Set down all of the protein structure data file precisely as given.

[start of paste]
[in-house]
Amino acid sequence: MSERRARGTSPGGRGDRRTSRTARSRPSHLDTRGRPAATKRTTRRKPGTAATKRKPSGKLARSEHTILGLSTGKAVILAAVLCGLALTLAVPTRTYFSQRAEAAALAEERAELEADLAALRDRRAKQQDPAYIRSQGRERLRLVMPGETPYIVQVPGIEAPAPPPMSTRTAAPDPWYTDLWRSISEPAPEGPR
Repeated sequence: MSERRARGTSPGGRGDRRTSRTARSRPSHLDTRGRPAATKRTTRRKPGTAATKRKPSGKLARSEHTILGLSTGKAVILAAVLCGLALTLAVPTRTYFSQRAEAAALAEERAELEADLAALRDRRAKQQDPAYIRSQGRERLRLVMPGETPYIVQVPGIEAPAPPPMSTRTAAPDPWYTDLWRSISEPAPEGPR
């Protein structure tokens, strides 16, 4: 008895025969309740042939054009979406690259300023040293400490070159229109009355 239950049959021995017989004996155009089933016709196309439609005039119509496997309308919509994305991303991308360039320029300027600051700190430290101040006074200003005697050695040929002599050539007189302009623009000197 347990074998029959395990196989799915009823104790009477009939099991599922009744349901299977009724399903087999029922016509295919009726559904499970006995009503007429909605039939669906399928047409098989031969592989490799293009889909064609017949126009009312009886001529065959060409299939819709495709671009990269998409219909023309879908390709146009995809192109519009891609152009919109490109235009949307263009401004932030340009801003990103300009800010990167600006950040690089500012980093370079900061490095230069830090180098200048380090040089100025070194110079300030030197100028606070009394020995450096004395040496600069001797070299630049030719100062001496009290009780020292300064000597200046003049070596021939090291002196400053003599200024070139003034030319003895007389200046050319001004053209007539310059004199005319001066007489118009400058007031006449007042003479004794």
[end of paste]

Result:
[in-house]
Amino acid sequence: MSERRARGTSPGGRGDRRTSRTARSRPSHLDTRGRPAATKRTTRRKPGTAATKRKPSGKLARSEHTILGLSTGKAVILAAVLCGLALTLAVPTRTYFSQRAEAAALAEERAELEADLAALRDRRAKQQDPAYIRSQGRERLRLVMPGETPYIVQVPGIEAPAPPPMSTRTAAPDPWYTDLWRSISEPAPEGPR
Repeated sequence: MSERRARGTSPGGRGDRRTSRTARSRPSHLDTRGRPAATKRTTRRKPGTAATKRKPSGKLARSEHTILGLSTGKAVILAAVLCGLALTLAVPTRTYFSQRAEAAALAEERAELEADLAALRDRRAKQQDPAYIRSQGRERLRLVMPGETPYIVQVPGIEAPAPPPMSTRTAAPDPWYTDLWRSISEPAPEGPR
């Protein structure tokens, strides 16, 4: 008895025969309740042939054009979406690259300023040293400490070159229109009355 239950049959021995017989004996155009089933016709196309439609005039119509496997309308919509994305991303991308360039320029300027600051700190430290101040006074200003005697050695040929002599050539007189302009623009000197 347990074998029959395990196989799915009823104790009477009939099991599922009744349901299977009724399903087999029922016509295919009726559904499970006995009503007429909605039939669906399928047409098989031969592989490799293009889909064609017949126009009312009886001529065959060409299939819709495709671009990269998409219909023309879908390709146009995809192109519009891609152009919109490109235009949307263009401004932030340009801003990103300009800010990167600006950040690089500012980093370079900061490095230069830090180098200048380090040089100025070194110079300030030197100028606070009394020995450096004395040496600069001797070299630049030719100062001496009290009780020292300064000597200046003049070596021939090291002196400053003599200024070139003034030319003895007389200046050319001004053209007539310059004199005319001066007489118009400058007031006449007042003479004794």